What makes a photo particularly memorable?
Perhaps it has relevance to your personal history; or it's the precise capture of a subject's personality; or there's a nostalgic connection to a place and time.
Or maybe the reason is something totally unexpected.
As a writer for the Learn & Explore section of the Nikon website I see a lot of photos I consider memorable, but this one, taken during the Northeast's snowstorm season by Nikon School instructor Bill Durrence, comes with its own memorable story.
When he's traveling, Bill likes to send an image and a short e-mail message each day to a list of friends and colleagues. He calls these communications "post cards," and when this one arrives I call Diane Berkenfeld, editor of L&E.
"Did you get an e-mail from Bill?" I ask. "The shadows on the snow photo?"
"Great shot," she says.
"He's a terrific photographer," I say. "What about doing a story with him?"
Fast forward a few months and Diane and I are back on the phone, looking at contact sheets of Bill's photos on our monitors, choosing images for the story. We're editing down from initial selects when Diane says, "We can't forget the snow shadows picture."
So we go back through the contacts, looking for it among a group of similars. We know it's there—we specifically asked Bill to send it—but we're not immediately finding it. Then Diane says, "There it is, number ‘0021 Final’." And she's right, it's there...but why isn't it jumping out at me the way it did when I saw the post card? "Why am I not as excited about it?" I ask. "It's the same shot we saw."
But as I look at it, I realize it isn't exactly the same, and just as I start to say, "Could it be...?" Diane says, "It's the border."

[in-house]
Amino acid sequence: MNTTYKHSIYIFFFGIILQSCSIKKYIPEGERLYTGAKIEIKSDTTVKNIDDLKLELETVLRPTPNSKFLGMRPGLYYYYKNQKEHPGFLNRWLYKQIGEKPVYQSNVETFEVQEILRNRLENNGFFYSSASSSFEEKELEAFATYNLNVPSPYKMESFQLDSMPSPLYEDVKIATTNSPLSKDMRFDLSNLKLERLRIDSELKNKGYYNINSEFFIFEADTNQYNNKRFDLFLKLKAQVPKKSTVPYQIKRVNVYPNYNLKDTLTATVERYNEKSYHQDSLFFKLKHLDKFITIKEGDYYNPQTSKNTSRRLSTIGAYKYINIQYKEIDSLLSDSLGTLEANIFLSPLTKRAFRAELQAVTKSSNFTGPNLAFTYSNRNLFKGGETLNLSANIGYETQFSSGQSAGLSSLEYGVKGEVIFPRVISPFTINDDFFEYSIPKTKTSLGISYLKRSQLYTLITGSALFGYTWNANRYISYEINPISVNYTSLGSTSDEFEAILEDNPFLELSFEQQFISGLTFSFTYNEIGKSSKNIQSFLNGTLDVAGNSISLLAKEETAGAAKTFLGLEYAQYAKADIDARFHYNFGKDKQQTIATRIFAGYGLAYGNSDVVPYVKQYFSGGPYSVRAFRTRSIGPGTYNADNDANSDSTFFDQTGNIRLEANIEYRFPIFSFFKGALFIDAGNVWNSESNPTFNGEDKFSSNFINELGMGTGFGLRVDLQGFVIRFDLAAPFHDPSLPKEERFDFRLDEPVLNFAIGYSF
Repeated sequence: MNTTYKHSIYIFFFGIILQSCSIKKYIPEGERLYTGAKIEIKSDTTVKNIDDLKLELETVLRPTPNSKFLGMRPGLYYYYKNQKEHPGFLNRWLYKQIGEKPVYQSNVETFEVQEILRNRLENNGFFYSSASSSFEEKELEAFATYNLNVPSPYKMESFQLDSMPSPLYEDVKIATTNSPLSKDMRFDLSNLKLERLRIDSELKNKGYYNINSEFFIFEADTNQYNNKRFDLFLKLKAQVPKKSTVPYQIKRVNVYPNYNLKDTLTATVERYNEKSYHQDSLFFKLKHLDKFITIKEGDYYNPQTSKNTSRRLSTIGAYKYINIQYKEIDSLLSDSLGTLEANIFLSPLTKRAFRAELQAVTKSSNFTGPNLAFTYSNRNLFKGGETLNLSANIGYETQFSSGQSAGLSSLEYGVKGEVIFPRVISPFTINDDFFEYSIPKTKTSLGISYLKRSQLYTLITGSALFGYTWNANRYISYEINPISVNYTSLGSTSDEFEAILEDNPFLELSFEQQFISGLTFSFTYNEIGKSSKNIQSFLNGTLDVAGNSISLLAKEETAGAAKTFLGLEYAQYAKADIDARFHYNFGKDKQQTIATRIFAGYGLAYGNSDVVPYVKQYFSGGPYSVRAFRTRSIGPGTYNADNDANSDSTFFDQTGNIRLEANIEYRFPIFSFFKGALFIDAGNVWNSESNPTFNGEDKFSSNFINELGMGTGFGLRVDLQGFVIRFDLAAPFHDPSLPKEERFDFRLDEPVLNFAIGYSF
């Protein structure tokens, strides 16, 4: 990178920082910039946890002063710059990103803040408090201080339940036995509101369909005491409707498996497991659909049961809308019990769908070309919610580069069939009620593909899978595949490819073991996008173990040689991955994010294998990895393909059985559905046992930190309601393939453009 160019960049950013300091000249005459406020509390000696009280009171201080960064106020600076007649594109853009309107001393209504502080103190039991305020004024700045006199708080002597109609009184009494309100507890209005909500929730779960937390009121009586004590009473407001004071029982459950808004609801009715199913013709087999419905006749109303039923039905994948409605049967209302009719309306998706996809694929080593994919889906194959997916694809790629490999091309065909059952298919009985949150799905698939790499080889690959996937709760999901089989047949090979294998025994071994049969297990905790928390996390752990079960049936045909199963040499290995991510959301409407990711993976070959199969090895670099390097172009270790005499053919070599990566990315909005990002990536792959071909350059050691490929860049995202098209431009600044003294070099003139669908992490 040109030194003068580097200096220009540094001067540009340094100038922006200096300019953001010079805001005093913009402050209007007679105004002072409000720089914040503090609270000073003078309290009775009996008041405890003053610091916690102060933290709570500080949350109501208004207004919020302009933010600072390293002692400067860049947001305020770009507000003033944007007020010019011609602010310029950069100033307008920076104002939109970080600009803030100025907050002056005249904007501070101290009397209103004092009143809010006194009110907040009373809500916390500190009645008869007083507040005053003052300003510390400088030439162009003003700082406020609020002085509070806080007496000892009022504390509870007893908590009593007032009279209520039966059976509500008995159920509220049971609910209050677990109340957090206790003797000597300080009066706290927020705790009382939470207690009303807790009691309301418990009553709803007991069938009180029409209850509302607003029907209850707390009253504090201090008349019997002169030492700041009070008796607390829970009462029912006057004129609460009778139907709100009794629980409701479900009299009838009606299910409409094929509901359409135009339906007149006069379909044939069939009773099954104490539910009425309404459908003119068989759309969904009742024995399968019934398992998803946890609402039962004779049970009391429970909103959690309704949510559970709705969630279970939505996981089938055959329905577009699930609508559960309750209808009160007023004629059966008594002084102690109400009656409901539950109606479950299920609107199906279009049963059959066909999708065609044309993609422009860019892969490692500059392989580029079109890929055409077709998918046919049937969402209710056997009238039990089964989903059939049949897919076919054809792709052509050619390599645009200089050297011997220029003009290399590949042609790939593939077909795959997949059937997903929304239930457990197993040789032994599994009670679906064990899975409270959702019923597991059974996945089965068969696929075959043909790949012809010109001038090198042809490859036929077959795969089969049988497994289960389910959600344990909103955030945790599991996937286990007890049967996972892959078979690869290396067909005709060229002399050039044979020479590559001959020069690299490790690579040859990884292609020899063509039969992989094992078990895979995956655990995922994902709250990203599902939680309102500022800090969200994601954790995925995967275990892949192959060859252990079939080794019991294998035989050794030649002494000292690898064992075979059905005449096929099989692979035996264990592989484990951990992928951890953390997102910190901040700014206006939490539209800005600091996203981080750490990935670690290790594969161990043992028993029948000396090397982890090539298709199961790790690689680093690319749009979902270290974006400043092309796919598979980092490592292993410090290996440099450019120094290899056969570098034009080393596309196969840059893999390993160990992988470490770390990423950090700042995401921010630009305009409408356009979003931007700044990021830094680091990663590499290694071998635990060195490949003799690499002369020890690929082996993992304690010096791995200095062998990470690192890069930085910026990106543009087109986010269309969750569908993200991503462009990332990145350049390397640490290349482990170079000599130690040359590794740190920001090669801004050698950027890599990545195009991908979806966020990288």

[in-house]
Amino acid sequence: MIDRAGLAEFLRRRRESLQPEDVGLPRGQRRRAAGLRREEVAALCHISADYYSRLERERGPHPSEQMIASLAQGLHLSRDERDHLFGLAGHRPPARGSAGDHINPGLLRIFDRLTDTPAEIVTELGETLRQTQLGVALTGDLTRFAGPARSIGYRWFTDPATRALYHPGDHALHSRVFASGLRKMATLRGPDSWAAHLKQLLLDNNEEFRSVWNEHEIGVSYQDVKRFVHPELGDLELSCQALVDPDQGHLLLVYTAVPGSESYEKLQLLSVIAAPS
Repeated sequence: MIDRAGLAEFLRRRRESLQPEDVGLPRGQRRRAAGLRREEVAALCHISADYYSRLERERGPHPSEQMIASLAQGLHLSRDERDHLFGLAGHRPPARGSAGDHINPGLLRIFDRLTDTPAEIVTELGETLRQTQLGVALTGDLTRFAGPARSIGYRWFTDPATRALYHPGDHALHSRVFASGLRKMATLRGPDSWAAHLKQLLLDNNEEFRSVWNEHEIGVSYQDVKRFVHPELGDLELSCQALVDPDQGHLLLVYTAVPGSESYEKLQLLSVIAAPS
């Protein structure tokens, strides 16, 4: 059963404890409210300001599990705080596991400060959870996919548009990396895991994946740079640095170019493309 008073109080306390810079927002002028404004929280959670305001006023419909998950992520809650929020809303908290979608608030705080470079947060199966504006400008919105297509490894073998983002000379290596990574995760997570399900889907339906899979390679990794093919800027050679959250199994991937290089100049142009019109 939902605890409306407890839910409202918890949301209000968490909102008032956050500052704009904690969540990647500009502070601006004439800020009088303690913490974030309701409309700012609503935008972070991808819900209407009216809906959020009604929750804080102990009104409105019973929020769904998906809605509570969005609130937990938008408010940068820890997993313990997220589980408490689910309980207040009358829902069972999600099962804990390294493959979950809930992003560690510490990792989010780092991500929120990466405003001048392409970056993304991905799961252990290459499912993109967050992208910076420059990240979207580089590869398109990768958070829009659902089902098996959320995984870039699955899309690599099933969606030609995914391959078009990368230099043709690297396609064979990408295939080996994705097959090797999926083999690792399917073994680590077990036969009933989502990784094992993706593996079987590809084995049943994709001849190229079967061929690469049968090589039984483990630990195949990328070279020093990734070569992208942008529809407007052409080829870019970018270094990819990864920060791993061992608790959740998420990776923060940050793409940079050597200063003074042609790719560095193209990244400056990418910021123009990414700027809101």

"Yeah, you're right," I say, "but how can a border make such a difference?"
"Find out what Bill has to say," Diane says. "See if there's a 'One Shot' story here."
What Bill has to say is this: "It's a practical issue. Anytime you have bright tones next to the edge of the frame, those tones become an escape route out of the picture. Your eye is drawn to brightness, and in a photograph like this, with so much snow along the edges, it's easy to kind of drift in and out of the picture, especially with the shadow and snow lines moving your eye back and forth. The border locks you in; it contains you in the picture. Your reaction to the picture illustrates that practical point—without the border, you weren't locked in; it didn't grab you the same way."
While Bill first put borders around photos with light tones at the edges, adding them has become a stylistic touch, one that he applies to all his presentation images.
"And there's another reason for the border," Bill adds. "It's more philosophical, and it may sound weird, but the nature of a still photograph is that it's a frozen moment. There's time before and after that moment, and there's all the stuff that's outside the frame. When I teach, I talk a lot about how the photographer is responsible for everything in the picture, and the frame is where you manage that information. You get to decide what people know and what they don't know; it's how you limit or expand the information that's in the scene. Putting on that black border is my way of stating that although there is more, this is what I want you to see."
Bill took the photo on the campus of Regis College in Weston, Massachusetts. "I live in Savannah," he says, "where we never see snow. In my travels for the Nikon School I'll be in places where there's snow on the ground, but most of the time when I get there it's slushy, dirty or full of footprints, but not photographic possibilities." So as soon as he'd finished the first section of that day's school, he bundled up and went out to shoot.
In this frame he captured all that appealed to him: the shape of the pristine snow, the flow of the terrain, the presence of both light and dark shadows. "It's in the soft highlight and shadow pattern of the snow that you get a sense of dimensionality," he says.
All of which makes the photo memorable...while a thin black line makes it even more so.
The specs: D5300, AF-S DX NIKKOR 18-140mm f/3.5-5.6G ED VR, 1/640 second, f/8, ISO 100, aperture-priority, Matrix metering.